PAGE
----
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I appreciate good and challenging writings about the Holy Spirit, even past the oft times debates I can get in on continuationism vs cessationism. I also appreciate some of the foundations of the narrative-historical perspectives of a writer like Andrew Perriman.
Thus, I was interested in Perriman's recent thoughts on the "conception" accounts of Jesus by the Holy Spirit and what that all meant within the first century Jewish context as related back to the Hebrew Scripture and teachings.
Perriman is doing a longer series well worth reading, but the first article on Jesus' conception by the Spirit is here. I really look forward to some thoughts on his article.
As a side note: 1) Please don't insist that Perriman does not believe in the incarnation or hypostatic union. 2) Please try and steer clear of snarky comments simply because it is engaging in a fresh way with an "already settled matter of the church".
Taking us way back a week in time...
I figure it's a pretty softball question to any self-identified Evangelical whether he holds Jesus to be God. I mean, that's a much larger circle, orthodox, in which Evangelical is only a subcategory. Since this thread came out, it seemed to me on reading Mr. Perriman's material that he simply does not believe in the divinity of Christ. I mean forget the brouhaha about T.D. Jakes and modalism (for a moment), at least he holds that Christ is divine.
I had the effrontery to ask Mr. Perriman on his own site--for a straight answer. In those words, a straight answer about the deity of Christ, I note today that over the weekend he did respond. Now tell me, Evangelicals, and tell me, ye orthodox, how many of you would answer in this way:
HE: There is not much chance of a straight answer in the near future. But I will try to put together some sort of response to the whole question of Jesus’ relation to the Father. I will say, though, that what I personally believe is not really the point. This all arose over a post about the interpretation of one passage. What are Matthew and Luke trying to communicate when they say that Jesus was born of a virgin? I believe that they are reliable interpreters of the event and that we should trust their understanding. But what do my “beliefs” have to do with that? If there appears to be a contradiction between traditional beliefs and what the passage is actually saying, what are we supposed to do? I believe that as faithful interpreters of scripture we have a responsibility to address the problem honestly and not gloss over it. Where this will lead us, I’m not entirely sure. There are a number of other passages in the NT that suggest pre-existence, but we haven’t got to them yet. In the meantime I do my best to read the NT in the context of a historic community of faith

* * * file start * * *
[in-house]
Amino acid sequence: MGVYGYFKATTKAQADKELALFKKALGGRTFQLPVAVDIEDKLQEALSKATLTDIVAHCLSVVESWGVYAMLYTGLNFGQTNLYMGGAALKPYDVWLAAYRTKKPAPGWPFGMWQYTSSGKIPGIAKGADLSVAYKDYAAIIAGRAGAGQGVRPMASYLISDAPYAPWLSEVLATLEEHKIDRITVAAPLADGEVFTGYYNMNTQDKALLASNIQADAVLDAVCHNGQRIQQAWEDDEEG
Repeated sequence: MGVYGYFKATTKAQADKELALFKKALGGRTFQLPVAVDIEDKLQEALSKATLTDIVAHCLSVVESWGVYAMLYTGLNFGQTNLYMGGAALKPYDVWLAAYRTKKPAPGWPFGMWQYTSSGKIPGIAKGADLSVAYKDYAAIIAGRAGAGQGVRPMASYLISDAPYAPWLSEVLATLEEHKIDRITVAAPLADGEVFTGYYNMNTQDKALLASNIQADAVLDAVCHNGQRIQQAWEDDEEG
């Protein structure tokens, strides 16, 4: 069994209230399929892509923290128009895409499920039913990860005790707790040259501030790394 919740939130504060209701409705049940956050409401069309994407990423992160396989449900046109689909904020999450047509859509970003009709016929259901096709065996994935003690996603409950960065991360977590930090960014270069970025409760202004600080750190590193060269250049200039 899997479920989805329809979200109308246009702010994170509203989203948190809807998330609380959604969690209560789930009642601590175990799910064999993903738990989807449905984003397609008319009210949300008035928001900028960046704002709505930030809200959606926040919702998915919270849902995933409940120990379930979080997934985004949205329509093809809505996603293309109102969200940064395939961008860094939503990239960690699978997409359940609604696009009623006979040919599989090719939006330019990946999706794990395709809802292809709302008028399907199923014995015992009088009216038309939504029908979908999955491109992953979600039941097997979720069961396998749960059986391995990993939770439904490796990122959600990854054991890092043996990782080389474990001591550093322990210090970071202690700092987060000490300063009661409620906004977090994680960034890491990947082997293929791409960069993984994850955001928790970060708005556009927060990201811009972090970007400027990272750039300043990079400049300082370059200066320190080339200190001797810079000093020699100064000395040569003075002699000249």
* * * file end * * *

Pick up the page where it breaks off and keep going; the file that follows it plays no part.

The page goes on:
I think it would be a lot cleaner for Andrew Perriman to be straightforward about where he's coming from, what his position is.
What this feels like is him wanting orthodox Christians to trust him as a trustworthy source (mutually held orthodox beliefs) even though he isn't trustworthy by the orthodox standard. Why is he unwilling to reveal his beliefs? Why would he think that orthodox Christians would think it's irrelevant? Is it because he's concerned that those who believe these basic truths would stop reading his material if they knew he doesn't?
Is it because he's trying to undermine those basic truths for some reason, and the only way he can do it is to pretend that he believes as an orthodox Christian does?
Or is it that he's seeking approval, or agreement, from those who are orthodox Christians, for some reason?
I don't get it. But cageyness always makes me feel nervous and unhappy.
Thanks for pursuing this Marv. Sure do appreciate it!
Sorry to have been absent from the discussion. I've replied to Marv's extensive comment on the textual material in a post on my blog. I greatly appreciate the trouble that you have all taken over the argument—I have found it very helpful. I understand the concerns about my "cageyness", but I still think that one of the tasks that we are called to as a biblical people is to make sense of scripture as it presents itself to us, not as we would like it to be. How we deal with the results of that undertaking are another matter, which is when what we historically believe—and what I personally believe—becomes important. But for now, I mean to hold to my principal, which is that it is unhelpful, and sometimes quite misleading, to read scripture looking for evidence for later theological developments.